During a marathon budget “vote-a-rama,” two important Social Security amendments were offered. Senator Bernie Sanders (I-VT) offered an amendment protecting all Americans against cuts to Social Security benefits. And around 2:30 in the morning, Senator Elizabeth Warren (D-MA) offered an amendment advocating for the expansion of Social Security.

Every Democratic Senator who was present but two voted to expand Social Security. Every Democrat but one voted against all cuts.

In sharp contrast, no Republican voted to expand Social Security.

The Democratic Party has apparently re-discovered what they stand for:
Shared economic prosperity; a secure retirement future; and a strong social safety net to keep millions of veterans, children, and disabled workers from falling into poverty.

Together we have moved nearly the entire Democratic caucus from cuts to expansion. This is a monumental moment in our fight to protect and expand Social Security’s modest benefits.

Right now, the average annual Social Security benefit is just $14,000. These earned benefits are crucial to over 59 million Americans, two-thirds of whom rely on Social Security for the majority of their retirement income. It lifts more than twenty million Americans -- including more than a million children -- out of poverty each year. And it lessens the depth of poverty for millions more. It provides a floor of economic protection under our nation's workers and their families.

But this hasn’t stopped the Republican Party from launching an all-out attack on our earned Social Security benefits. Since day one of the new Congress, Republicans have been manufacturing phony crises and promoting policies that benefit their friends on Wall Street instead of protecting the retirement security of millions of hardworking Americans. They want us to believe that Social Security is going broke and won’t be there for future generations.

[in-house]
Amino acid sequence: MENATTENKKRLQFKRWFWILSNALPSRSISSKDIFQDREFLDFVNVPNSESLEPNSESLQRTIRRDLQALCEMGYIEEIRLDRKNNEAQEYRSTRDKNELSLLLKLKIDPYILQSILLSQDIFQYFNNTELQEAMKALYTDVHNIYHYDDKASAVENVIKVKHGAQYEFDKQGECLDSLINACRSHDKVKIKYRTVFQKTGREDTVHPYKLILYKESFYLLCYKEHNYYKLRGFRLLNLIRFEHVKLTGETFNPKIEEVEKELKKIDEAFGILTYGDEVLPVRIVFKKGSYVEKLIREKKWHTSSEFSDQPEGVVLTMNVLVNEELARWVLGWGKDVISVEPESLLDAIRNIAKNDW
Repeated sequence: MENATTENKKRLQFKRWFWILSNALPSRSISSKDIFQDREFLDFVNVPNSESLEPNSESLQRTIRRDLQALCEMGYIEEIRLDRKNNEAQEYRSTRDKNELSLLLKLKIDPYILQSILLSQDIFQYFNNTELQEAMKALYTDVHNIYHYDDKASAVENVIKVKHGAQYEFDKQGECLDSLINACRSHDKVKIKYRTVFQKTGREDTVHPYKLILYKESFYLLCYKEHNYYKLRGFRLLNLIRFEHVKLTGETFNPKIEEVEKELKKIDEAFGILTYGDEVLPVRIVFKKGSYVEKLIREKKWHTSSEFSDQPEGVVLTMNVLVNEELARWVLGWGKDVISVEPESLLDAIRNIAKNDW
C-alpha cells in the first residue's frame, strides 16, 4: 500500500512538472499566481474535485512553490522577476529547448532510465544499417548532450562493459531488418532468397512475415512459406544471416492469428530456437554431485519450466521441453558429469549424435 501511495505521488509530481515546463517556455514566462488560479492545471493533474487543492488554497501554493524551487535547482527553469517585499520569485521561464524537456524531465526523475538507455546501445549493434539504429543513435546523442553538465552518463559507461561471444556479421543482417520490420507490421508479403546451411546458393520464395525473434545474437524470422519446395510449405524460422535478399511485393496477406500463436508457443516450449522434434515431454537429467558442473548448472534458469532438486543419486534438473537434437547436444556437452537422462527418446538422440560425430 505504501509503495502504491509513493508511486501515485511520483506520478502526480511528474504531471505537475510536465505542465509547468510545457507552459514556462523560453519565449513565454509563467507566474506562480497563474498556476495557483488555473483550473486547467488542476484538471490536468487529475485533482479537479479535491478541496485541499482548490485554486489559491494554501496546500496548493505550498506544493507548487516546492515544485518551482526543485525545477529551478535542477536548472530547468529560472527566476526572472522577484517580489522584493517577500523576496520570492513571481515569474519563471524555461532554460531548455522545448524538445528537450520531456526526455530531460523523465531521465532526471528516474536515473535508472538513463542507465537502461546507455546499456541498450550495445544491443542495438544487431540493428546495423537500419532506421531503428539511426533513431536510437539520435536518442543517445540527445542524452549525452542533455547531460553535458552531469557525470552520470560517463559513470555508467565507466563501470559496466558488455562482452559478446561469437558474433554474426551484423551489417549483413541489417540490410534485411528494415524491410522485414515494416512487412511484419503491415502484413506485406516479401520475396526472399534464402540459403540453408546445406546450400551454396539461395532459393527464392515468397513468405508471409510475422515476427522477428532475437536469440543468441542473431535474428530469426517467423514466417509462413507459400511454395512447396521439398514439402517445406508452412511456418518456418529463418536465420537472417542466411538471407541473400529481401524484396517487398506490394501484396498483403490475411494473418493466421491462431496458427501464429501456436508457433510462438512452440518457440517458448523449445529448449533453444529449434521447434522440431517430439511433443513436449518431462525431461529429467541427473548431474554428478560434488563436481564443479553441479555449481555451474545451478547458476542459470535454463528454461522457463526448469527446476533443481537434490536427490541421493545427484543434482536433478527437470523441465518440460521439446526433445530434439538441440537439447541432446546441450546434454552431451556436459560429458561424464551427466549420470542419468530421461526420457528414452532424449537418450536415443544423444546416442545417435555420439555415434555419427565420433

The truth is that Social Security has a $2.8 trillion surplus, can pay out every benefit owed to every eligible American for the next 18 years and approximately 80% of benefits owed after that. And all we need to do is ask the very wealthy to start paying their fair share and we can not only extend the lifespan of the Social Security trust fund, we can expand benefits for millions of Americans.

These votes have major implications for 2016 and beyond providing the American people with a clear alternative to the Republican Party’s dangerous policies of cuts and privatization.

If Social Security expansion becomes the number one issue in the upcoming presidential race, it is going to make for a very interesting election".

Blogger Bob's thoughts: Heh, Cook has his military and Assembly pensions, tri-care and Cal-Vet benefits--what does he care? The race to the bottom has got to end soon because when the vets and retirees hit it, there will be little to nothing left to bail them out.